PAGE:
If you are a small business owner, you’ve likely considered hiring payroll services to take care of primary processing and advanced features. Small business owners spend an average of six hours monthly on payroll taxes and related tasks. If you’re like one in five that could be better spent focusing on your core business. Not to mention the savings. You’ll be protected against bad hires.
1. Set up payroll early
Setting up small business payroll is one of the most important tasks you can do for your small business. However, before you begin processing payroll, there are several aspects to consider, including federal and state labor laws, minimum wage laws, and employment tax rates.
The U.S. Department of Labor provides information and resources about federal employment laws to get a head start. However, depending on your state, you may need to learn the rules specific to your locality to set up your payroll process properly.
Payroll is often the most significant expense for a small business, leading to cash flow problems. To avoid this, setting up a payroll schedule as early as possible is essential. You’ll already have a Social Security number on hand for tax purposes. You’ll also need to know when and how often to pay your employees. You can find out your state’s payroll laws by visiting the government’s website.
2. Outsource payroll
Outsourcing payroll is an excellent way to save time and energy while maintaining compliance with the laws regarding payroll. A payroll provider is a virtual extension of your business, handling all the necessary payroll tasks like calculating employee payroll tax deductions, meeting government remittance deadlines, and preparing year-end payroll. The provider will also take employee inquiries, such as when employees should submit their hours worked.
While many small businesses struggle to handle payroll independently, outsourcing this function can help relieve some of the pressure on the owner and improve employee satisfaction.
While a payroll provider will charge a monthly fee, the cost depends on the number of employees you have, how often you need to process payroll, and which services you need. Most payroll services charge a per-payroll processing fee. However, some providers, work with start-up companies and offer low-cost, flexible payment options.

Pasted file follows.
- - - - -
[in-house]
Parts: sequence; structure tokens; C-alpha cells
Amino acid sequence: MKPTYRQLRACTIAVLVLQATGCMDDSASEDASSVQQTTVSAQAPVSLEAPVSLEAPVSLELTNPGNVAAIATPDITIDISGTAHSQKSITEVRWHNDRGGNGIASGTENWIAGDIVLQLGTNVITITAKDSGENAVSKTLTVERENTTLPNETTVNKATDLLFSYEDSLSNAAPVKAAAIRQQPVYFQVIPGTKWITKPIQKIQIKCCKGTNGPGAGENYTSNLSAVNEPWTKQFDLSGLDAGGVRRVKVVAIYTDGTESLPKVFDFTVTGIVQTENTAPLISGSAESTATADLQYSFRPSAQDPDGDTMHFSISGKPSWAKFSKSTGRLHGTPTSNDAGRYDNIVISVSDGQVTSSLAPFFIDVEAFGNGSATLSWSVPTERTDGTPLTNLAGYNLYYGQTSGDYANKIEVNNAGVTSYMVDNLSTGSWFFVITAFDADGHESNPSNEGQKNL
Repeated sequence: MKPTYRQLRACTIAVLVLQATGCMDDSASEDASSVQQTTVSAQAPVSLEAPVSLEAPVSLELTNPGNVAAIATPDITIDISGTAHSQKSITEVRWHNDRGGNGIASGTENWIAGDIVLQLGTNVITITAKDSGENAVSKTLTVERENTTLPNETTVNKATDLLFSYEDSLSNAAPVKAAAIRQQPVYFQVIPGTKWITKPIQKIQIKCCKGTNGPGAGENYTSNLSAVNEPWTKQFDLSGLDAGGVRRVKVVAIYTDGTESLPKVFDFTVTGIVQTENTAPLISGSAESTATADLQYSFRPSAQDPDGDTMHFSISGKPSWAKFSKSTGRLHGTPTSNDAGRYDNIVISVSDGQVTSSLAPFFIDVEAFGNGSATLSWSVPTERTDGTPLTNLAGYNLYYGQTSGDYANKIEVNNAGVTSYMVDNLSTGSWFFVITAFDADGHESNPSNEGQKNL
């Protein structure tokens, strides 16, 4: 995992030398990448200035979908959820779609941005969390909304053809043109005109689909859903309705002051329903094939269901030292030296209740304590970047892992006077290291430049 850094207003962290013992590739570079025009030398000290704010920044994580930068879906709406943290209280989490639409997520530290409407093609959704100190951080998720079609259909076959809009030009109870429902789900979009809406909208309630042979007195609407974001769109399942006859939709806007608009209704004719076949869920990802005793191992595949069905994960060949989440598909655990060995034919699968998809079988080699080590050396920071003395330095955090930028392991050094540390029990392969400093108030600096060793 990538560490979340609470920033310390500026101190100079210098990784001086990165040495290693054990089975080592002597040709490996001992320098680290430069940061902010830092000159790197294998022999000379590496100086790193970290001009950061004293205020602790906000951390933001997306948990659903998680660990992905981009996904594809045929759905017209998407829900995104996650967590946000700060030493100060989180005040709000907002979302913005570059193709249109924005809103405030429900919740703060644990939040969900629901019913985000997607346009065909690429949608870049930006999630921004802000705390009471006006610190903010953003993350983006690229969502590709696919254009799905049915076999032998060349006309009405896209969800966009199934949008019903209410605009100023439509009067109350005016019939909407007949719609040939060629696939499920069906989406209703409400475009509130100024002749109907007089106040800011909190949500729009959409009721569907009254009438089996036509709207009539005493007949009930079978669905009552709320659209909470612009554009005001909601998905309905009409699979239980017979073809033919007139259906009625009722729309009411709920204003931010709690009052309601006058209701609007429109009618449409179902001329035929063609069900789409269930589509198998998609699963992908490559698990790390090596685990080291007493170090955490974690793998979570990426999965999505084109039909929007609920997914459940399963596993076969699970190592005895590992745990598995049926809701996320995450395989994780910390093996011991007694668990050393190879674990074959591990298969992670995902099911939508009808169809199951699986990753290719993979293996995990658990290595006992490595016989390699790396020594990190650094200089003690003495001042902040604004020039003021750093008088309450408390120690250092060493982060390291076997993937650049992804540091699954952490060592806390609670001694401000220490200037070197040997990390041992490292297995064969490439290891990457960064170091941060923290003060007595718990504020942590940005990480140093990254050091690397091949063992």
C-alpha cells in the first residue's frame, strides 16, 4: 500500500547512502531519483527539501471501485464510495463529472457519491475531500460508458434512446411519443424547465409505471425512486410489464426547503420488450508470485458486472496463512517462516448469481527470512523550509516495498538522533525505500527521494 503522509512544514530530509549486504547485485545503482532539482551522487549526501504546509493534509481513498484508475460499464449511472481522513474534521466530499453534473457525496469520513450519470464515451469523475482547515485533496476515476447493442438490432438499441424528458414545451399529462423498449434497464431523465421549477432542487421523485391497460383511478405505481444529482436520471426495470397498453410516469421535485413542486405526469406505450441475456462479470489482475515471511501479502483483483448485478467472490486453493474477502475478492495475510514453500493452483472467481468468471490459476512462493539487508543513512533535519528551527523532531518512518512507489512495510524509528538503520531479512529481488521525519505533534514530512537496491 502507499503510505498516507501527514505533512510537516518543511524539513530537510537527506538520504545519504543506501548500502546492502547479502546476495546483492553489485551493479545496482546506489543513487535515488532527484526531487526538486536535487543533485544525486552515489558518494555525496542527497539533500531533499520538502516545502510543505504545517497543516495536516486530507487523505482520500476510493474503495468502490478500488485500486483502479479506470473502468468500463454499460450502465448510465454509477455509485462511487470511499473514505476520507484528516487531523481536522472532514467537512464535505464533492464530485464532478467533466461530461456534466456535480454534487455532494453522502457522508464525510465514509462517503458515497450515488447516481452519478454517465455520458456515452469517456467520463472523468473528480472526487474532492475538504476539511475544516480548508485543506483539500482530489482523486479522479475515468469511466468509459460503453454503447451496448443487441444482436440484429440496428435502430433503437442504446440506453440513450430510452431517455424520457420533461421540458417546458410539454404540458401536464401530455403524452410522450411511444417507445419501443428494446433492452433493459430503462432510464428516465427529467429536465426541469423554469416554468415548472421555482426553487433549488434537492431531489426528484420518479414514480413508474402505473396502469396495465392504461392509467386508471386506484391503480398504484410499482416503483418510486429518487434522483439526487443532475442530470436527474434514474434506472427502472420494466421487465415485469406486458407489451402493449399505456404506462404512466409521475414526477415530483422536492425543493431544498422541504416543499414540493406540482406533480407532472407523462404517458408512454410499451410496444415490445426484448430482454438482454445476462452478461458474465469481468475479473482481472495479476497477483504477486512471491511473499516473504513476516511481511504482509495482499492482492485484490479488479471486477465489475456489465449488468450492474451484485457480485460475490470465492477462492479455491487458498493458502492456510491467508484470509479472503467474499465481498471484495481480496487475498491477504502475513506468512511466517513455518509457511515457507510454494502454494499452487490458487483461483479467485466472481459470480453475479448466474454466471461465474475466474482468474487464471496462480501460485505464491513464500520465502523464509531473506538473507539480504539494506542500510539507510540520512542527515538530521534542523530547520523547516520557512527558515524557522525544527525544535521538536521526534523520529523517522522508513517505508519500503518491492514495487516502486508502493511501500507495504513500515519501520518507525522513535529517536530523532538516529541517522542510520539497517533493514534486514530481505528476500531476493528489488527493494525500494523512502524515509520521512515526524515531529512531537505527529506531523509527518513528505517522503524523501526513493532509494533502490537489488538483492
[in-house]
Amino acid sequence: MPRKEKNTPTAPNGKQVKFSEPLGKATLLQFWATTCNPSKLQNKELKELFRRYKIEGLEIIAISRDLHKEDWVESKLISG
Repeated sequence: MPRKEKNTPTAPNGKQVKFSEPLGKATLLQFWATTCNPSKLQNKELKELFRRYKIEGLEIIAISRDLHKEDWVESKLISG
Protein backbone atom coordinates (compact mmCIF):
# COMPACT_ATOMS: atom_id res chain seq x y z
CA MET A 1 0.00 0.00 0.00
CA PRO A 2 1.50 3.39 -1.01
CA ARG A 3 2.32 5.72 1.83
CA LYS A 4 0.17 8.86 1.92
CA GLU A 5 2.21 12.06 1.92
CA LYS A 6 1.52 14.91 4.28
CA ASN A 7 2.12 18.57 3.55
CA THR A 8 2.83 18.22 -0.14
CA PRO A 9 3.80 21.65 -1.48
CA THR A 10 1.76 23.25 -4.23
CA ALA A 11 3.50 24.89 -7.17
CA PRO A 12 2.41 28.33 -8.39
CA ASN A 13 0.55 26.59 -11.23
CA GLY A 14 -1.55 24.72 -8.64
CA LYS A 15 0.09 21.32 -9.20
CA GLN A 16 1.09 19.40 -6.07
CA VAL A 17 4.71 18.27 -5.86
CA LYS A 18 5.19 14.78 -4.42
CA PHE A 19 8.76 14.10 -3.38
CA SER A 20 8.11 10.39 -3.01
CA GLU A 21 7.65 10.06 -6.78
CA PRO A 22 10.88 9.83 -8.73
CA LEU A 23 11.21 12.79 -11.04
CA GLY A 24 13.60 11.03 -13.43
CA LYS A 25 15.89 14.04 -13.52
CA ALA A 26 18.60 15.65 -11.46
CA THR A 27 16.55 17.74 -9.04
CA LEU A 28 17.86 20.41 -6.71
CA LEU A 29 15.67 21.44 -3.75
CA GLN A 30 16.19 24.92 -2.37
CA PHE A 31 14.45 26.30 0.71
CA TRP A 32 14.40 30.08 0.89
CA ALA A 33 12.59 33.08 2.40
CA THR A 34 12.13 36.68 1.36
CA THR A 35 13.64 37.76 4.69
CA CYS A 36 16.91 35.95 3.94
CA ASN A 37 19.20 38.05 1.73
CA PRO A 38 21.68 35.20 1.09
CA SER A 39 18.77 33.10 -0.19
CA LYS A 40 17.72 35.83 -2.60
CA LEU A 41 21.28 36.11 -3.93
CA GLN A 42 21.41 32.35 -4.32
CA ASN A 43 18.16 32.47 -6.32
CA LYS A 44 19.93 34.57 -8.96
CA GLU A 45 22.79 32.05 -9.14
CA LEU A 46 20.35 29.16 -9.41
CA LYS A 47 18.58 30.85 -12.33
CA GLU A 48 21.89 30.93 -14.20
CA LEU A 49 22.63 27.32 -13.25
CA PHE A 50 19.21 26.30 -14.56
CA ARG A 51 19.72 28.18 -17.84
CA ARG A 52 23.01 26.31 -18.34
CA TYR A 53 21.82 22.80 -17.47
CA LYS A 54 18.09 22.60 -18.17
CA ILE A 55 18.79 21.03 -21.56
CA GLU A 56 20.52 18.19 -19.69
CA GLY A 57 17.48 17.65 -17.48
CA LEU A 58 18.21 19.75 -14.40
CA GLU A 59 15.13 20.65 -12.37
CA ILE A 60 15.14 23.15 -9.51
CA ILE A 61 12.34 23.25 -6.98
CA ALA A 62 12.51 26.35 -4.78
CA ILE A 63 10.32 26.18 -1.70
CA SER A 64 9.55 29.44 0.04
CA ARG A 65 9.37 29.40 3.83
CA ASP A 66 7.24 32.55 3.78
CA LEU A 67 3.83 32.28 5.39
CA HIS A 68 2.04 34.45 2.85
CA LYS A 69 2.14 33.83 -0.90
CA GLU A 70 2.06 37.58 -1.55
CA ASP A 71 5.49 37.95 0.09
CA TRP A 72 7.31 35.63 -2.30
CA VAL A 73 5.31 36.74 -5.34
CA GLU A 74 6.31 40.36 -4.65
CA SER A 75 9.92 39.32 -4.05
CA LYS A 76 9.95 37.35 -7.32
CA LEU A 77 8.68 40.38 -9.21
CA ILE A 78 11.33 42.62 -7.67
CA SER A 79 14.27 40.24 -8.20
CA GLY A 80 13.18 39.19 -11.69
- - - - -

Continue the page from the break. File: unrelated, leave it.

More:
3. Save money
You can save money by utilizing payroll services if you have a small business. Most payroll services have monthly cost structures, with a base fee of $20 to $100 per month and additional costs for each employee or independent contractor. However, per-payroll prices can be as low as $10 to $100, including the cost of check stock, ink, and processing fees. Most services also offer a monthly or weekly pay period.
When considering which payroll service to use, compare their cost estimates. You should be able to determine the cost of each payroll run based on the number of employees and frequency of payroll. Check customer reviews and independent analyst reports to determine the cost of different payroll services.
Without due diligence, you could make a wrong decision and have to pay a lot more than necessary. Furthermore, you may switch to another payroll service, which is easy to do and can reduce interruption.
4. Protect against bad hires
The best way to protect your company from bad hires is to screen potential employees carefully. Unfortunately, this is not possible. However, you can hire payroll services that help with this process.
Avoid hiring rush workers. Sometimes the labor market can be tight, and hiring a candidate on the spur of the moment will cost you more money than hiring the right person in the first place. If you’re hiring someone without doing your homework, you’ll likely waste your time and money. A bad hire can put your business in a bind and result in a disastrous situation. Hiring the wrong person is always a risk.
5. Protect against costly mistakes
Many businesses fail to comply with government deadlines for processing payroll, which can have devastating effects on employees and the bottom line. The government collects payroll taxes on a pay-as-you-go basis.
The federal and state tax rates for payroll vary widely. Failing to comply with payroll deadlines can result in hefty fines – about $850 on average for small businesses. To avoid such issues, it’s best to outsource payroll processing to a small business service provider.
Whether you’re dealing with a single employee or a team, payroll management requires regular overhauls and updates. Updates help ensure compliance with federal, state, and local regulations. However, outdated software or processes can lead to costly mistakes and delays. The sooner you identify and correct errors, the better. In addition, you’ll benefit from regular training of your employees, preventing costly mistakes.